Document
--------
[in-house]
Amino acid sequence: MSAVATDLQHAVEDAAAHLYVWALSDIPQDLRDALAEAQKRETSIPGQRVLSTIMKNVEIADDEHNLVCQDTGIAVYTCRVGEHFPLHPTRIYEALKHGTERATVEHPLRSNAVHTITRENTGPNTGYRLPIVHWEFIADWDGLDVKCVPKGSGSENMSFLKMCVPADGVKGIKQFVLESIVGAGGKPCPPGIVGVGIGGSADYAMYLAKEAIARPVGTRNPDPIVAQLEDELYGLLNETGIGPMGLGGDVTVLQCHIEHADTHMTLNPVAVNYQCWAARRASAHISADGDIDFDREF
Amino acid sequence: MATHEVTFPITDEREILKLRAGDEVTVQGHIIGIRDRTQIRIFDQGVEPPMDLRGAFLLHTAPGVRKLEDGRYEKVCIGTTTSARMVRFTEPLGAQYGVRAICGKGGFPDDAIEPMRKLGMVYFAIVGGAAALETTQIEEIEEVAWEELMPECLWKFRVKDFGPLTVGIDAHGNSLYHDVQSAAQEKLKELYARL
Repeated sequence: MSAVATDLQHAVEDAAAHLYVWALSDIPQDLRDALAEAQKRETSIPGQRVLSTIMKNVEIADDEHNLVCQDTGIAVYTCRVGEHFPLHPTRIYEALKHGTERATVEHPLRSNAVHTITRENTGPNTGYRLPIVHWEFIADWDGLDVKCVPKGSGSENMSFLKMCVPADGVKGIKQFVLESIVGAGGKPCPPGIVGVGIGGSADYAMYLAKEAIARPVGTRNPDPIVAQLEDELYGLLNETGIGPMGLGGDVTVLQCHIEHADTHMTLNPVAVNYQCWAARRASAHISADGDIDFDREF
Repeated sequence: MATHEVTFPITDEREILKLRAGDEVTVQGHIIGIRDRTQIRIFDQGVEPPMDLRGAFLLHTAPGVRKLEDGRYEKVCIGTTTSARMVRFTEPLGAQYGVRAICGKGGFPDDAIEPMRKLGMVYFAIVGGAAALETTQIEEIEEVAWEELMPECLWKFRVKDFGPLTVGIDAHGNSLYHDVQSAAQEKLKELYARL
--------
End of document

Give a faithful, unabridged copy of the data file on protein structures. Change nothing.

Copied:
[in-house]
Amino acid sequence: MSAVATDLQHAVEDAAAHLYVWALSDIPQDLRDALAEAQKRETSIPGQRVLSTIMKNVEIADDEHNLVCQDTGIAVYTCRVGEHFPLHPTRIYEALKHGTERATVEHPLRSNAVHTITRENTGPNTGYRLPIVHWEFIADWDGLDVKCVPKGSGSENMSFLKMCVPADGVKGIKQFVLESIVGAGGKPCPPGIVGVGIGGSADYAMYLAKEAIARPVGTRNPDPIVAQLEDELYGLLNETGIGPMGLGGDVTVLQCHIEHADTHMTLNPVAVNYQCWAARRASAHISADGDIDFDREF
Amino acid sequence: MATHEVTFPITDEREILKLRAGDEVTVQGHIIGIRDRTQIRIFDQGVEPPMDLRGAFLLHTAPGVRKLEDGRYEKVCIGTTTSARMVRFTEPLGAQYGVRAICGKGGFPDDAIEPMRKLGMVYFAIVGGAAALETTQIEEIEEVAWEELMPECLWKFRVKDFGPLTVGIDAHGNSLYHDVQSAAQEKLKELYARL
Repeated sequence: MSAVATDLQHAVEDAAAHLYVWALSDIPQDLRDALAEAQKRETSIPGQRVLSTIMKNVEIADDEHNLVCQDTGIAVYTCRVGEHFPLHPTRIYEALKHGTERATVEHPLRSNAVHTITRENTGPNTGYRLPIVHWEFIADWDGLDVKCVPKGSGSENMSFLKMCVPADGVKGIKQFVLESIVGAGGKPCPPGIVGVGIGGSADYAMYLAKEAIARPVGTRNPDPIVAQLEDELYGLLNETGIGPMGLGGDVTVLQCHIEHADTHMTLNPVAVNYQCWAARRASAHISADGDIDFDREF
Repeated sequence: MATHEVTFPITDEREILKLRAGDEVTVQGHIIGIRDRTQIRIFDQGVEPPMDLRGAFLLHTAPGVRKLEDGRYEKVCIGTTTSARMVRFTEPLGAQYGVRAICGKGGFPDDAIEPMRKLGMVYFAIVGGAAALETTQIEEIEEVAWEELMPECLWKFRVKDFGPLTVGIDAHGNSLYHDVQSAAQEKLKELYARL